Two brothers and a chocolate factory, the remarkable story of Richard and George Cadbury, by Juliet Clare Bell, illustrated by Jess Mikhail.  Bournville Village Trust, 2016.  
A beautifully illustrated children's book which tells the lives of brothers George and Richard Cadbury who saved their father's chocolate factory from failure and improved the lives of the factory's employees in a way that was copied by other industrialists both in England and internationally.
Shelf placement: Quaker biography
Local libraries: not available
Digital version: not available
Other option: not available
 
October 2017
 
The bookcase that contains four Quaker lecture series (Swarthmore lectures, Pendle Hill Pamphlets, Backhouse lectures and Quaker Lectures) have been date-ordered
and any duplicates withdrawn. Duplicates have been offered to the Quaker Settlement library.
A plea: We have discovered that Audrey Brodie’s small book/pamphlet (27p) The Society of Friends (Quakers) in Wellington is not held by the library. If any Friend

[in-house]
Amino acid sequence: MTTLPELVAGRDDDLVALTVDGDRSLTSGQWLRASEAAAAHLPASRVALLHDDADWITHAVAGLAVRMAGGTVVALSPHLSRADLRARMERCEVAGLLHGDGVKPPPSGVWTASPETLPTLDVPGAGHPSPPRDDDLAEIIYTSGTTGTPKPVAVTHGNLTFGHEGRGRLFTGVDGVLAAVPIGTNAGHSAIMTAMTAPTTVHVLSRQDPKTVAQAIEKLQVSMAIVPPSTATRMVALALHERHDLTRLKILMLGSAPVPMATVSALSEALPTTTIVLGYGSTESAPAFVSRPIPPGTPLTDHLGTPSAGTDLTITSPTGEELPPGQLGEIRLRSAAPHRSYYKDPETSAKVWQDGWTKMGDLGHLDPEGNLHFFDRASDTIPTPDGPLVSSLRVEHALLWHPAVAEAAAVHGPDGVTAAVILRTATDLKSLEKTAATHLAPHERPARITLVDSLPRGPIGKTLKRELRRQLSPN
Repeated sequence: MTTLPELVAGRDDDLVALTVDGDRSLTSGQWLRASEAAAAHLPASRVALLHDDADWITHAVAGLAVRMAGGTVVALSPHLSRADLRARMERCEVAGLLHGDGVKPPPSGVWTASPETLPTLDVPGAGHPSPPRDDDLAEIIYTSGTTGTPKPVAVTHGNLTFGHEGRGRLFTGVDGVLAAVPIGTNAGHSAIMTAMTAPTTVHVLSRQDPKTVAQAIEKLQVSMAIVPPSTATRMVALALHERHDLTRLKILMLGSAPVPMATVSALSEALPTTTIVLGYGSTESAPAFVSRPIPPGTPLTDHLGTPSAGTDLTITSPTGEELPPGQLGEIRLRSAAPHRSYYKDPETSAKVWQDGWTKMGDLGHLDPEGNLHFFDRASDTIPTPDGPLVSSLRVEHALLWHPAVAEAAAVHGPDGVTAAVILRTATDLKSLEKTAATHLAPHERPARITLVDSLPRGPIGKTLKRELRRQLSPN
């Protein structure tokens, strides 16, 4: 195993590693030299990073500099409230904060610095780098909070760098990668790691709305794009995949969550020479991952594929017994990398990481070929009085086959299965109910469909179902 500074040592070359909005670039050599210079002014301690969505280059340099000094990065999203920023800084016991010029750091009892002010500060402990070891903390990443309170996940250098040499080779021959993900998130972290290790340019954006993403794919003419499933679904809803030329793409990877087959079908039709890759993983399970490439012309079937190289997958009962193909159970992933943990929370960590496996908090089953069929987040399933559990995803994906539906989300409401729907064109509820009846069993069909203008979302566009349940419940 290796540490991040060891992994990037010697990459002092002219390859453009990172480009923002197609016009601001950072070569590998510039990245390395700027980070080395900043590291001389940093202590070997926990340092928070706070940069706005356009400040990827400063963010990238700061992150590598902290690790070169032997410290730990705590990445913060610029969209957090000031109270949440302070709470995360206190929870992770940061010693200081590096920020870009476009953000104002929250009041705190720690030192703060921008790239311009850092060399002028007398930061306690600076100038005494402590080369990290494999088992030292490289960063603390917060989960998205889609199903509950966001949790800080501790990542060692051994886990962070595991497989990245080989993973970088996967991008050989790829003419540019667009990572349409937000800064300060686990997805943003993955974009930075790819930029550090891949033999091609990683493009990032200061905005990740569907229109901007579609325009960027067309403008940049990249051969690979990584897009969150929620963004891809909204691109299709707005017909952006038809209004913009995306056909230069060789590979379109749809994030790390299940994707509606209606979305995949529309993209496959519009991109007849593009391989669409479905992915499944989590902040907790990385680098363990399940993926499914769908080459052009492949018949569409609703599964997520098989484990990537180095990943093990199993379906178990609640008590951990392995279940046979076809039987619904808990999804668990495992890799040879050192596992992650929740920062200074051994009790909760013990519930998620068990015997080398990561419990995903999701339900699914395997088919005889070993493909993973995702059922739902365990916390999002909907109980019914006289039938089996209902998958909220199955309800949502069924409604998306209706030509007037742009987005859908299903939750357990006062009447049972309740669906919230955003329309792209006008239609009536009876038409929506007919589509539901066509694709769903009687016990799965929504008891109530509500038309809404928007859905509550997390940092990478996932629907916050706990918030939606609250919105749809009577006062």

has a copy they would be willing to donate, the library would be the richer for it.
 
New books:
 
How to read the Bible, by James L. Kugel. Free Press, 2007.
The author guides the reader through the 'quiet revolution' of recent biblical scholarship. He introduces the host of research findings that have fundamentally challenged long-standing interpretations of the ancient texts of the Hebrew Bible. The book is written in a lucid colloquial style and comes with ample illustrations.
Shelf placement: Bible and bible studies.
Local libraries: John Kinder Theological Library; Tauranga City Libraries
Digital version: Available through Amazon.com as an audiobook and MP3